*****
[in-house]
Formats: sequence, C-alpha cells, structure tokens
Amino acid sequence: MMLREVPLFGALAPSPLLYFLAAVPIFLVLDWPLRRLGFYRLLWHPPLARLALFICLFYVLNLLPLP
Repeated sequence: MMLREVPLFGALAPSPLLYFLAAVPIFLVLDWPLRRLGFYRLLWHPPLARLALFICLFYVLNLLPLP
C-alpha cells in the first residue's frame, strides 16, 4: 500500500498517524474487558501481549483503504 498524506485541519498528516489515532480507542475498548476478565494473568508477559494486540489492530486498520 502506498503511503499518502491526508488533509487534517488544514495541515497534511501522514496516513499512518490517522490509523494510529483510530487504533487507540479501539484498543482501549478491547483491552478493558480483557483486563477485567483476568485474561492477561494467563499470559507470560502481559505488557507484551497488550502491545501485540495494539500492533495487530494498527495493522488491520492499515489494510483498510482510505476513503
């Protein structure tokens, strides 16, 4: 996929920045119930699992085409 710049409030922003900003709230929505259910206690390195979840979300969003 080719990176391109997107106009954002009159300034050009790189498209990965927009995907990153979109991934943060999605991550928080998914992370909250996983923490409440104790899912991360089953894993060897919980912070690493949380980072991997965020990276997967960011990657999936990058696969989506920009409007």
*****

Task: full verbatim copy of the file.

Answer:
[in-house]
Formats: sequence, C-alpha cells, structure tokens
Amino acid sequence: MMLREVPLFGALAPSPLLYFLAAVPIFLVLDWPLRRLGFYRLLWHPPLARLALFICLFYVLNLLPLP
Repeated sequence: MMLREVPLFGALAPSPLLYFLAAVPIFLVLDWPLRRLGFYRLLWHPPLARLALFICLFYVLNLLPLP
C-alpha cells in the first residue's frame, strides 16, 4: 500500500498517524474487558501481549483503504 498524506485541519498528516489515532480507542475498548476478565494473568508477559494486540489492530486498520 502506498503511503499518502491526508488533509487534517488544514495541515497534511501522514496516513499512518490517522490509523494510529483510530487504533487507540479501539484498543482501549478491547483491552478493558480483557483486563477485567483476568485474561492477561494467563499470559507470560502481559505488557507484551497488550502491545501485540495494539500492533495487530494498527495493522488491520492499515489494510483498510482510505476513503
């Protein structure tokens, strides 16, 4: 996929920045119930699992085409 710049409030922003900003709230929505259910206690390195979840979300969003 080719990176391109997107106009954002009159300034050009790189498209990965927009995907990153979109991934943060999605991550928080998914992370909250996983923490409440104790899912991360089953894993060897919980912070690493949380980072991997965020990276997967960011990657999936990058696969989506920009409007």